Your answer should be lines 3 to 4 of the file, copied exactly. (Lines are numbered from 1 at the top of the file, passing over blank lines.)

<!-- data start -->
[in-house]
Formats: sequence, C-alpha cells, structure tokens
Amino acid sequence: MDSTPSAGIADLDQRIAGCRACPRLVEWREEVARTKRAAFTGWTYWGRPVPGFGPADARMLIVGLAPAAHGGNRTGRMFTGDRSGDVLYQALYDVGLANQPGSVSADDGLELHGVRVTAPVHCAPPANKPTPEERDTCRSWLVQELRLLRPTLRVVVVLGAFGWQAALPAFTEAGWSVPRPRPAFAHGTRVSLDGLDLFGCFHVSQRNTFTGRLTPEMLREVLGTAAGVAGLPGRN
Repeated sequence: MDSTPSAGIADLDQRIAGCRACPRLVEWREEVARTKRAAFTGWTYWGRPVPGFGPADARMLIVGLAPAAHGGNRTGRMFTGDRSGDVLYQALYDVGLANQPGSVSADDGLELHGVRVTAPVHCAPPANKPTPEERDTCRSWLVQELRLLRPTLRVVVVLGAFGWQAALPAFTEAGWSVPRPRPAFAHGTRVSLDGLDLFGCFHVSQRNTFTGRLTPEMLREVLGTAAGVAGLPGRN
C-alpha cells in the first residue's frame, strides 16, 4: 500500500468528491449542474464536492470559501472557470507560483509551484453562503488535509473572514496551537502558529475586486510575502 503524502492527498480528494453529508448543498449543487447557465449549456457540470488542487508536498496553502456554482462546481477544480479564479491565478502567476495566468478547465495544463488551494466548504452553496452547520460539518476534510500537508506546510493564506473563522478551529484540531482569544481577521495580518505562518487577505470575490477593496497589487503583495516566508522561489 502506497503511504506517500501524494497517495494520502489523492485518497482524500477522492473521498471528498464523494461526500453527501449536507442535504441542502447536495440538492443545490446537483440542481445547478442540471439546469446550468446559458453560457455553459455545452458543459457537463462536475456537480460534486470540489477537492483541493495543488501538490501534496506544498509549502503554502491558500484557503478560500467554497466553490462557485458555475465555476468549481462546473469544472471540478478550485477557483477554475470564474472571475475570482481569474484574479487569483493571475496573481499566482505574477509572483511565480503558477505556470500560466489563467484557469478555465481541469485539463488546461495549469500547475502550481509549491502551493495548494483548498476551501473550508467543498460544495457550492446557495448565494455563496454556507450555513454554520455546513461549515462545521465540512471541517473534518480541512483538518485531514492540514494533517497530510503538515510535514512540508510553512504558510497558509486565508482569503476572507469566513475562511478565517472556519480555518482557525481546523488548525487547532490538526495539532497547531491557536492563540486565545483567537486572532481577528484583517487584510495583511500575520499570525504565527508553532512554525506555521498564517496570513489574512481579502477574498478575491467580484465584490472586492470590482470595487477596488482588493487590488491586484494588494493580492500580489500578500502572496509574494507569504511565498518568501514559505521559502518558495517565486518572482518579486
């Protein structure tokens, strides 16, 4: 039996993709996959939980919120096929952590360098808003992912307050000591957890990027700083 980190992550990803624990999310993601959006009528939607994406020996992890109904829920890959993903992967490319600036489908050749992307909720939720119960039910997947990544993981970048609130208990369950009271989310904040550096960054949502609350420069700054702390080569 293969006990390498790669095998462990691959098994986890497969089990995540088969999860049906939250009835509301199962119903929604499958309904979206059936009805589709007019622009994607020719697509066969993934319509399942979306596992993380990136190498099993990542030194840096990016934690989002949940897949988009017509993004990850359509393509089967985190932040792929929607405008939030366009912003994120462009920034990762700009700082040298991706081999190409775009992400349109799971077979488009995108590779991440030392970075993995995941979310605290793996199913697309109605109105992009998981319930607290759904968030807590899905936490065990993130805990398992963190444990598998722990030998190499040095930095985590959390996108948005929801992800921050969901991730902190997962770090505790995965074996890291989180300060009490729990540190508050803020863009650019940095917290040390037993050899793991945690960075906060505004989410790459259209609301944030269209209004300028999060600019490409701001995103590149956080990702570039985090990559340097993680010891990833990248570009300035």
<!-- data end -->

Amino acid sequence: MDSTPSAGIADLDQRIAGCRACPRLVEWREEVARTKRAAFTGWTYWGRPVPGFGPADARMLIVGLAPAAHGGNRTGRMFTGDRSGDVLYQALYDVGLANQPGSVSADDGLELHGVRVTAPVHCAPPANKPTPEERDTCRSWLVQELRLLRPTLRVVVVLGAFGWQAALPAFTEAGWSVPRPRPAFAHGTRVSLDGLDLFGCFHVSQRNTFTGRLTPEMLREVLGTAAGVAGLPGRN
Repeated sequence: MDSTPSAGIADLDQRIAGCRACPRLVEWREEVARTKRAAFTGWTYWGRPVPGFGPADARMLIVGLAPAAHGGNRTGRMFTGDRSGDVLYQALYDVGLANQPGSVSADDGLELHGVRVTAPVHCAPPANKPTPEERDTCRSWLVQELRLLRPTLRVVVVLGAFGWQAALPAFTEAGWSVPRPRPAFAHGTRVSLDGLDLFGCFHVSQRNTFTGRLTPEMLREVLGTAAGVAGLPGRN